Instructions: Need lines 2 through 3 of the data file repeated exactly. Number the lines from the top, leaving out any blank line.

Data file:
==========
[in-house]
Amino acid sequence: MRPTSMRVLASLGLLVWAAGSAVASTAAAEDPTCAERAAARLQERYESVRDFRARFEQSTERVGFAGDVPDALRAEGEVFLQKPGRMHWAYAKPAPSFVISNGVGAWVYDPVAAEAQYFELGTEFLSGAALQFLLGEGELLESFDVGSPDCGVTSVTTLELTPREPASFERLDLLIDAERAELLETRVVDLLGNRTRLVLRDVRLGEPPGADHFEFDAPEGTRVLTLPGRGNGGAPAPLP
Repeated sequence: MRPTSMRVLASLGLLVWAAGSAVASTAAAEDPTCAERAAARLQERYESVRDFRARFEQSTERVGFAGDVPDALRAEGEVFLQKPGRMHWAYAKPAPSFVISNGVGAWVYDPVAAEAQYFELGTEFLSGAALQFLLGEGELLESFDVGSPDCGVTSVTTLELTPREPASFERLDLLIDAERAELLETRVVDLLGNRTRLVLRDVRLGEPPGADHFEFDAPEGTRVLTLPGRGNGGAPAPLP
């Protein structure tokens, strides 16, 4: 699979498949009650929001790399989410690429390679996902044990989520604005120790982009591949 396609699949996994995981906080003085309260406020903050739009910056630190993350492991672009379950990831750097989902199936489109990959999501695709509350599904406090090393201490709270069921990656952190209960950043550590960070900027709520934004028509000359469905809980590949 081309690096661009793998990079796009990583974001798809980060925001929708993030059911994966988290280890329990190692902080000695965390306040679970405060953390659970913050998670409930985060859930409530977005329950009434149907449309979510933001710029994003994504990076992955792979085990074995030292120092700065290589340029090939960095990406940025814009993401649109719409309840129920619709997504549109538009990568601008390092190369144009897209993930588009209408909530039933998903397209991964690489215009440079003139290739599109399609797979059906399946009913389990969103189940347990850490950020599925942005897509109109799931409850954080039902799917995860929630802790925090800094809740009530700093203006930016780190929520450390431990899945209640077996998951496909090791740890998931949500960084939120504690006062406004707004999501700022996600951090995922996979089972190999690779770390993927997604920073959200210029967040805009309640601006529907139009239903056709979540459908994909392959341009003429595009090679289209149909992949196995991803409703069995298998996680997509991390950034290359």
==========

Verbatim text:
Amino acid sequence: MRPTSMRVLASLGLLVWAAGSAVASTAAAEDPTCAERAAARLQERYESVRDFRARFEQSTERVGFAGDVPDALRAEGEVFLQKPGRMHWAYAKPAPSFVISNGVGAWVYDPVAAEAQYFELGTEFLSGAALQFLLGEGELLESFDVGSPDCGVTSVTTLELTPREPASFERLDLLIDAERAELLETRVVDLLGNRTRLVLRDVRLGEPPGADHFEFDAPEGTRVLTLPGRGNGGAPAPLP
Repeated sequence: MRPTSMRVLASLGLLVWAAGSAVASTAAAEDPTCAERAAARLQERYESVRDFRARFEQSTERVGFAGDVPDALRAEGEVFLQKPGRMHWAYAKPAPSFVISNGVGAWVYDPVAAEAQYFELGTEFLSGAALQFLLGEGELLESFDVGSPDCGVTSVTTLELTPREPASFERLDLLIDAERAELLETRVVDLLGNRTRLVLRDVRLGEPPGADHFEFDAPEGTRVLTLPGRGNGGAPAPLP